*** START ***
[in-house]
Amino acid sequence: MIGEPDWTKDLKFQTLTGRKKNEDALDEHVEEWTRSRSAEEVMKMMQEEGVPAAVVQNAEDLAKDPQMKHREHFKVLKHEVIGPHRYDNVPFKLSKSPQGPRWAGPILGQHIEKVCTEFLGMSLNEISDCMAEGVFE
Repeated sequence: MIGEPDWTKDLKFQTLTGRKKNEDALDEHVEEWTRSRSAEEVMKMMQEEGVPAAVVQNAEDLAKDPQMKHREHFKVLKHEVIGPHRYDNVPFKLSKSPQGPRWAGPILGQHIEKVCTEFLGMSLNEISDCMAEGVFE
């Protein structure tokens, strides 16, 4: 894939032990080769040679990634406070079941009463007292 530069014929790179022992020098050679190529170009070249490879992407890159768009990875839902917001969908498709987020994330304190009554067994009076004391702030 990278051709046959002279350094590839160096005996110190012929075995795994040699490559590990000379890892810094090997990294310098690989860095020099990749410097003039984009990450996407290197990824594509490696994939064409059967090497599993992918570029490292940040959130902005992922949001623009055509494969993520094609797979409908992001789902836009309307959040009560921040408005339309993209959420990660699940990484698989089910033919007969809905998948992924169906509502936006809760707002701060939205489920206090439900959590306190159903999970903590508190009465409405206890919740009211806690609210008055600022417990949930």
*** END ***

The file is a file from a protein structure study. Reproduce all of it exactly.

[in-house]
Amino acid sequence: MIGEPDWTKDLKFQTLTGRKKNEDALDEHVEEWTRSRSAEEVMKMMQEEGVPAAVVQNAEDLAKDPQMKHREHFKVLKHEVIGPHRYDNVPFKLSKSPQGPRWAGPILGQHIEKVCTEFLGMSLNEISDCMAEGVFE
Repeated sequence: MIGEPDWTKDLKFQTLTGRKKNEDALDEHVEEWTRSRSAEEVMKMMQEEGVPAAVVQNAEDLAKDPQMKHREHFKVLKHEVIGPHRYDNVPFKLSKSPQGPRWAGPILGQHIEKVCTEFLGMSLNEISDCMAEGVFE
């Protein structure tokens, strides 16, 4: 894939032990080769040679990634406070079941009463007292 530069014929790179022992020098050679190529170009070249490879992407890159768009990875839902917001969908498709987020994330304190009554067994009076004391702030 990278051709046959002279350094590839160096005996110190012929075995795994040699490559590990000379890892810094090997990294310098690989860095020099990749410097003039984009990450996407290197990824594509490696994939064409059967090497599993992918570029490292940040959130902005992922949001623009055509494969993520094609797979409908992001789902836009309307959040009560921040408005339309993209959420990660699940990484698989089910033919007969809905998948992924169906509502936006809760707002701060939205489920206090439900959590306190159903999970903590508190009465409405206890919740009211806690609210008055600022417990949930």